‘Rule out first, rather than regret later' is the mantra. However, some people constantly fear they might be suffering from some ailment. Neeraja Murthy reports
This may sound like the story of your life. You spend long hours in front of the computer, have a cushy job and are chilled out with a fast-paced lifestyle. But, there is one botheration - you are fit and fine but feel you might be suffering from some ailment. Your negative laboratory tests do not convince you and you change the doctor in the hope of a satisfactory reply. Welcome to the world of ‘Doubting Thomases' who have wealth and comfort but no peace of mind because of constant fear. “It is basically a psychological disorder. They are called hypochondriacs and the other disorder is Munchausen's Syndrome,” states psychiatrist G. Prasad Rao. Dictionary defines Munchausen's Syndrome ‘as a mental disorder in which a person repeatedly feigns severe illness so as to obtain hospital treatment.'
“These people are quite internet-savvy and have similar characteristics. They are always seen visiting specialists with a bag filled with reports, ECGs, X-rays, scans and tests. Instead of facing the reality of visiting a psychiatrist for therapy, they suffer and in turn the family suffers too. They are even nick-named ‘Dr Shoppers',” says the doctor. Awareness campaigns and the importance given to ‘how-to-be-healthy' stories on the small screen and newspapers have made a positive sea change in the mindset.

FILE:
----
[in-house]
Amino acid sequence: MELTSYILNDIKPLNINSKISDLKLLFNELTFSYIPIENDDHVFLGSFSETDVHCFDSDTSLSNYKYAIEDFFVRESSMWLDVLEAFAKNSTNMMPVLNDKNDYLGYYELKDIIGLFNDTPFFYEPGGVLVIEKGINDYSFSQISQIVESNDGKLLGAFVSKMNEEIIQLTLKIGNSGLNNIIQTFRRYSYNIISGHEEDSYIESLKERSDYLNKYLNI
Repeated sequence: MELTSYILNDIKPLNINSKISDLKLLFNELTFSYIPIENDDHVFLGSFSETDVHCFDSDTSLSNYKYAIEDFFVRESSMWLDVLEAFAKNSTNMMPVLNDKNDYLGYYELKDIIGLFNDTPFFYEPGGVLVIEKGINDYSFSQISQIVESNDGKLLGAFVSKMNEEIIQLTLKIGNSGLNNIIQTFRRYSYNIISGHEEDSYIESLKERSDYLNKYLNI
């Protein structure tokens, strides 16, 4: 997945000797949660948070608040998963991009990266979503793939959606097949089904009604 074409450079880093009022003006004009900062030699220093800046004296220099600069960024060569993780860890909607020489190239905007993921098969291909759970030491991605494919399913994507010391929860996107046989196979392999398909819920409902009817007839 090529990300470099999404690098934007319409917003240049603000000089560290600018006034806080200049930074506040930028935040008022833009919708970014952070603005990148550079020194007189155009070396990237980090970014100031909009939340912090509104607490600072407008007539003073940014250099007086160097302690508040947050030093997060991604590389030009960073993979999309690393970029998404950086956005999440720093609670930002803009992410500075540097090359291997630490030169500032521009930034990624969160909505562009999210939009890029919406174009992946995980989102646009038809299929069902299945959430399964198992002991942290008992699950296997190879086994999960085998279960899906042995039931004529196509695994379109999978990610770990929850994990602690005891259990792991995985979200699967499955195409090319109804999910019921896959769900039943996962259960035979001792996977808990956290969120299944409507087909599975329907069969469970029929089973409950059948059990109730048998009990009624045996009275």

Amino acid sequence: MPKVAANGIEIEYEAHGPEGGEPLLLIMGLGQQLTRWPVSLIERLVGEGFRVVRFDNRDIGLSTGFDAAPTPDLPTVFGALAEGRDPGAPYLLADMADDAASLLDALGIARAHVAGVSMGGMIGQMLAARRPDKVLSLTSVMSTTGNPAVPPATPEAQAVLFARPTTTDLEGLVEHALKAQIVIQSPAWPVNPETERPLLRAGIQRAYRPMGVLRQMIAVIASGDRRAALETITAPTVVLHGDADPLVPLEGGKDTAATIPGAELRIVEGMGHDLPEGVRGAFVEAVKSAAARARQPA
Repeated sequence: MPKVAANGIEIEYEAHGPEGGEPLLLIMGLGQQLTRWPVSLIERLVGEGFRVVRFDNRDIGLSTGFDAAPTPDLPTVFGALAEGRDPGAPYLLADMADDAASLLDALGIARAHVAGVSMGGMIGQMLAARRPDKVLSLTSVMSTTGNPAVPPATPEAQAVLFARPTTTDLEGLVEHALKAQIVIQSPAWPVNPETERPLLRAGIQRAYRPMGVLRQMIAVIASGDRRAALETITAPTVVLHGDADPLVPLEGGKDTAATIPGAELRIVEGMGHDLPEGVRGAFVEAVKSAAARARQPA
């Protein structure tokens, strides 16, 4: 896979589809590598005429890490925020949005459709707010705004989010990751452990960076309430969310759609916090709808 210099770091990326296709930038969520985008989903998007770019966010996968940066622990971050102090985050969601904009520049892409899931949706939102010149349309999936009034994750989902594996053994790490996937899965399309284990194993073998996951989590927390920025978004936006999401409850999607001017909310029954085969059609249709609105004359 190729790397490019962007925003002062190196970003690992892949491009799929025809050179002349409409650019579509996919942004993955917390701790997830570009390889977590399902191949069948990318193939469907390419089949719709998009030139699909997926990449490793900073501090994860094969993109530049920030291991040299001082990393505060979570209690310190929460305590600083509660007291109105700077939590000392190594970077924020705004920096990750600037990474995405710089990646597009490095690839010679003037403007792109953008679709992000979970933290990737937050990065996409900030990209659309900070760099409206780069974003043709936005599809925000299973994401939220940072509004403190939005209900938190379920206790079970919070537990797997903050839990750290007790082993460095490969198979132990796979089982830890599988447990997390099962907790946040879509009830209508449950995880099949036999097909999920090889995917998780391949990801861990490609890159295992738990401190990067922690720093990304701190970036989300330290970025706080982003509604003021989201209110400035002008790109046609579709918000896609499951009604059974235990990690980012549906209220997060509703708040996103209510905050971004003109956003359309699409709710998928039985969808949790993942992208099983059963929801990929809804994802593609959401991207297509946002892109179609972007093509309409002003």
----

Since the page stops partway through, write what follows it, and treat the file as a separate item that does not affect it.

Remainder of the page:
The mantra is to ‘rule out first rather than regret later.' “This is quite a good trend but these health freaks pick only things they like and try to compare them with their body changes. Like, if they have been visiting the bathroom quite often, they suspect they might be diabetic. Frequent urination is only one of the symptoms of diabetes. Symptoms do not always mean that one has the problem,” says homoeo consultant Dr. Venugopal Gouri. He says these people have extremes of moods and are paranoid and anxious all the time.
Even as psychiatrists say men and women are equally prone to this disorder, Dr. Venugopal feels women might be more affected as they are more stressed-out than men (due to multi-tasking) and hormonal changes.
Hiral, a counsellor working at KIMS and Lotus Children's Hospital, says these disorders should not be mistaken with lies told by children to bunk school. “Some kids often pretend to have stomach ache to avoid going to school. That could be due to fear of getting the report card or writing some test.”
Hiral also says counsellors face a lot of challenges including non-cooperation by clients. Recalling an incident, she says, “One client had undergone a blood transfusion. He got high fever and was convinced that he had AIDS. I tried to counsel him but he was not happy with my sessions as I did not tell him what he wanted to hear.”
Infertility expert Dr. Roya Rozati has the final word though. “Just because some people have some disorder, it should not stop others from updating themselves about different health-related issues. If there is no awareness, there is every possibility that they know about an ailment at a last stage. Not just that, some quacks with incomplete knowledge might also take them for a ride.”